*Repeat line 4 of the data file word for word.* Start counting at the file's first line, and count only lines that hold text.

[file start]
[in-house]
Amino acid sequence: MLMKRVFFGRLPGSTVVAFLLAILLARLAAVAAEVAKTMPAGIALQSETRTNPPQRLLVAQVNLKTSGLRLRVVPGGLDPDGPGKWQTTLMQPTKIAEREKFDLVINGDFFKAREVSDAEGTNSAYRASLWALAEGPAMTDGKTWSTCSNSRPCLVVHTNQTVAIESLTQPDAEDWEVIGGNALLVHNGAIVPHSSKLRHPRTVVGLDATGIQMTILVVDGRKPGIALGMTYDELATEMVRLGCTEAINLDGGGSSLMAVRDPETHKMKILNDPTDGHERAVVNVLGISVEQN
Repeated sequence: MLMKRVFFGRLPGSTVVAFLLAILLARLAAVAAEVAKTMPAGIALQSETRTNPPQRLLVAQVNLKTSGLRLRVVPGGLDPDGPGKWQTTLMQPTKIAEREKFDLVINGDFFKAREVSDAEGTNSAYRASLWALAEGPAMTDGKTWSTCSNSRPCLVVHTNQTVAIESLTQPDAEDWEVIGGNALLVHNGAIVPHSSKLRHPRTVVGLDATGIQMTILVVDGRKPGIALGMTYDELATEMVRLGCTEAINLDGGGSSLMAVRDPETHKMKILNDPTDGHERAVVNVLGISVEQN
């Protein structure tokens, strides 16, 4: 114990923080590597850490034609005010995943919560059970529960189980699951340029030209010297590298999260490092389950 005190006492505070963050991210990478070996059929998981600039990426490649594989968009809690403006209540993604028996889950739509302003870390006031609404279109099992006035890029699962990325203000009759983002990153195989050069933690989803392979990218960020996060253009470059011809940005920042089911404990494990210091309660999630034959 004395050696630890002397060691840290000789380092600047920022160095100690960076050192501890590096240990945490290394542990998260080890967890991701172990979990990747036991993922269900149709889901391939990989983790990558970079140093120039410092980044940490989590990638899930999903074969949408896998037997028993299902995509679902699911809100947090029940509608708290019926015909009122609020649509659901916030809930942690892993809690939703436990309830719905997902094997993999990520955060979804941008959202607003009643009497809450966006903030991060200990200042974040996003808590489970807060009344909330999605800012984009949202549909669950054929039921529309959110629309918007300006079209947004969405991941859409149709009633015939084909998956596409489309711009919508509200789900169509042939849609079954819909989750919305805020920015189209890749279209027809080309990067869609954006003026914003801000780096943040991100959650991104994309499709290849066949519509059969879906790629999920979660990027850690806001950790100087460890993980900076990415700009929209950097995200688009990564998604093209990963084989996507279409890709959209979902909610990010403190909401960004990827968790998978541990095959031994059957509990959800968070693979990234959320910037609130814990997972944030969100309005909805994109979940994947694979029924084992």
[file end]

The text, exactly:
């Protein structure tokens, strides 16, 4: 114990923080590597850490034609005010995943919560059970529960189980699951340029030209010297590298999260490092389950 005190006492505070963050991210990478070996059929998981600039990426490649594989968009809690403006209540993604028996889950739509302003870390006031609404279109099992006035890029699962990325203000009759983002990153195989050069933690989803392979990218960020996060253009470059011809940005920042089911404990494990210091309660999630034959 004395050696630890002397060691840290000789380092600047920022160095100690960076050192501890590096240990945490290394542990998260080890967890991701172990979990990747036991993922269900149709889901391939990989983790990558970079140093120039410092980044940490989590990638899930999903074969949408896998037997028993299902995509679902699911809100947090029940509608708290019926015909009122609020649509659901916030809930942690892993809690939703436990309830719905997902094997993999990520955060979804941008959202607003009643009497809450966006903030991060200990200042974040996003808590489970807060009344909330999605800012984009949202549909669950054929039921529309959110629309918007300006079209947004969405991941859409149709009633015939084909998956596409489309711009919508509200789900169509042939849609079954819909989750919305805020920015189209890749279209027809080309990067869609954006003026914003801000780096943040991100959650991104994309499709290849066949519509059969879906790629999920979660990027850690806001950790100087460890993980900076990415700009929209950097995200688009990564998604093209990963084989996507279409890709959209979902909610990010403190909401960004990827968790998978541990095959031994059957509990959800968070693979990234959320910037609130814990997972944030969100309005909805994109979940994947694979029924084992």